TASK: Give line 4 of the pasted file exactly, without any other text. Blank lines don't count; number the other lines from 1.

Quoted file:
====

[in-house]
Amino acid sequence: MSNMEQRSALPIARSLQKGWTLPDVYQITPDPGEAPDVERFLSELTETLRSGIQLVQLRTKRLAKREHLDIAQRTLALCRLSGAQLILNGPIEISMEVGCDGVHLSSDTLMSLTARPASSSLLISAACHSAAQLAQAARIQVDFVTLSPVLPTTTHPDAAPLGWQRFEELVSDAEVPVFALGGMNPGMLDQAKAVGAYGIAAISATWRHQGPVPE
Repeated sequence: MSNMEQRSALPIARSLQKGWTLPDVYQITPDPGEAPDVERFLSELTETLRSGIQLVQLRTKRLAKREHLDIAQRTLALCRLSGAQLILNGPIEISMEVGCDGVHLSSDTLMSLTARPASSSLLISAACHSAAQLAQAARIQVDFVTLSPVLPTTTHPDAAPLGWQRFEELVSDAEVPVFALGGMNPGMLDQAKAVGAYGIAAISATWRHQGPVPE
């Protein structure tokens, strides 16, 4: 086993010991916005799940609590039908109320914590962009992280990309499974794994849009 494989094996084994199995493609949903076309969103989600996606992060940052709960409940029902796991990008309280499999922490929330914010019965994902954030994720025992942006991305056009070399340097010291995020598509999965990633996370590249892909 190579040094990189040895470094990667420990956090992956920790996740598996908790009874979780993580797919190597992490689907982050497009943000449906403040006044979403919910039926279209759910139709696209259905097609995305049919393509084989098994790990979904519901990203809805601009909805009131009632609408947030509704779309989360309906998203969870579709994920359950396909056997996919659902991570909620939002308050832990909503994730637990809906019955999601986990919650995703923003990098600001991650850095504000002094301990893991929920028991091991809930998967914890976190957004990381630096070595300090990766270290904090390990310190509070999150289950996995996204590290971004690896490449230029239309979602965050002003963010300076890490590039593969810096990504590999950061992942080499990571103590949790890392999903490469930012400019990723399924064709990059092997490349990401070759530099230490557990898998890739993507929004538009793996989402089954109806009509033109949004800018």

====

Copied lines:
């Protein structure tokens, strides 16, 4: 086993010991916005799940609590039908109320914590962009992280990309499974794994849009 494989094996084994199995493609949903076309969103989600996606992060940052709960409940029902796991990008309280499999922490929330914010019965994902954030994720025992942006991305056009070399340097010291995020598509999965990633996370590249892909 190579040094990189040895470094990667420990956090992956920790996740598996908790009874979780993580797919190597992490689907982050497009943000449906403040006044979403919910039926279209759910139709696209259905097609995305049919393509084989098994790990979904519901990203809805601009909805009131009632609408947030509704779309989360309906998203969870579709994920359950396909056997996919659902991570909620939002308050832990909503994730637990809906019955999601986990919650995703923003990098600001991650850095504000002094301990893991929920028991091991809930998967914890976190957004990381630096070595300090990766270290904090390990310190509070999150289950996995996204590290971004690896490449230029239309979602965050002003963010300076890490590039593969810096990504590999950061992942080499990571103590949790890392999903490469930012400019990723399924064709990059092997490349990401070759530099230490557990898998890739993507929004538009793996989402089954109806009509033109949004800018």